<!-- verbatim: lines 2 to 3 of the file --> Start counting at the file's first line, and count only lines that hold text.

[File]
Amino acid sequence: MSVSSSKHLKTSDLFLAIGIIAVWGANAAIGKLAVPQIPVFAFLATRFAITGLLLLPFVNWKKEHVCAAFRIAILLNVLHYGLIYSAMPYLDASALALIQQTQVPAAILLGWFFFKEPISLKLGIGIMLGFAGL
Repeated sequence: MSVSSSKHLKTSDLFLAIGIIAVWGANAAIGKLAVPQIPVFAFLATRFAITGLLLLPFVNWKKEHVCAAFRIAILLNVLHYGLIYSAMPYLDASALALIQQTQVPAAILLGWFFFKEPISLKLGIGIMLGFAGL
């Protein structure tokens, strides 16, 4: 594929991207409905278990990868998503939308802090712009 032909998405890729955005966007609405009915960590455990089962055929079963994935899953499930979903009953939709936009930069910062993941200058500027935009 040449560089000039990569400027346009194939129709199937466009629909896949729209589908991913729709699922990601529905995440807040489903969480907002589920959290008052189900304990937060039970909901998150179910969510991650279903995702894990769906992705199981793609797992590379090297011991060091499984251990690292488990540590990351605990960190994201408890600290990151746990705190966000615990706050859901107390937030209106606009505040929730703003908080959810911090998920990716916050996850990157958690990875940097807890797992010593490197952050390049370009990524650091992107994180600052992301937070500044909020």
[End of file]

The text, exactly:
Repeated sequence: MSVSSSKHLKTSDLFLAIGIIAVWGANAAIGKLAVPQIPVFAFLATRFAITGLLLLPFVNWKKEHVCAAFRIAILLNVLHYGLIYSAMPYLDASALALIQQTQVPAAILLGWFFFKEPISLKLGIGIMLGFAGL
């Protein structure tokens, strides 16, 4: 594929991207409905278990990868998503939308802090712009 032909998405890729955005966007609405009915960590455990089962055929079963994935899953499930979903009953939709936009930069910062993941200058500027935009 040449560089000039990569400027346009194939129709199937466009629909896949729209589908991913729709699922990601529905995440807040489903969480907002589920959290008052189900304990937060039970909901998150179910969510991650279903995702894990769906992705199981793609797992590379090297011991060091499984251990690292488990540590990351605990960190994201408890600290990151746990705190966000615990706050859901107390937030209106606009505040929730703003908080959810911090998920990716916050996850990157958690990875940097807890797992010593490197952050390049370009990524650091992107994180600052992301937070500044909020």